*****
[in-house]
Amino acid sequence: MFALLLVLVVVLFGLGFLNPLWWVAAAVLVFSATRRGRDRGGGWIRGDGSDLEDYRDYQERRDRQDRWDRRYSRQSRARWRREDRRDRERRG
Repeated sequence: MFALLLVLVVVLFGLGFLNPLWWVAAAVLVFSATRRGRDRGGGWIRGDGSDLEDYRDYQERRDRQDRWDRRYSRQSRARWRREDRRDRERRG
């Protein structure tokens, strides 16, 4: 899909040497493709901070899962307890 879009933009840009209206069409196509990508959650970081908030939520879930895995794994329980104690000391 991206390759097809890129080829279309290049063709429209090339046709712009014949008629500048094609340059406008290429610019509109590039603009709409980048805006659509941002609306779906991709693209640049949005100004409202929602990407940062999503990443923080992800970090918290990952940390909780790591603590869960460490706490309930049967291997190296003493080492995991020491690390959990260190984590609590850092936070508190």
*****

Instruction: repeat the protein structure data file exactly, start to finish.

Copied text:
[in-house]
Amino acid sequence: MFALLLVLVVVLFGLGFLNPLWWVAAAVLVFSATRRGRDRGGGWIRGDGSDLEDYRDYQERRDRQDRWDRRYSRQSRARWRREDRRDRERRG
Repeated sequence: MFALLLVLVVVLFGLGFLNPLWWVAAAVLVFSATRRGRDRGGGWIRGDGSDLEDYRDYQERRDRQDRWDRRYSRQSRARWRREDRRDRERRG
């Protein structure tokens, strides 16, 4: 899909040497493709901070899962307890 879009933009840009209206069409196509990508959650970081908030939520879930895995794994329980104690000391 991206390759097809890129080829279309290049063709429209090339046709712009014949008629500048094609340059406008290429610019509109590039603009709409980048805006659509941002609306779906991709693209640049949005100004409202929602990407940062999503990443923080992800970090918290990952940390909780790591603590869960460490706490309930049967291997190296003493080492995991020491690390959990260190984590609590850092936070508190």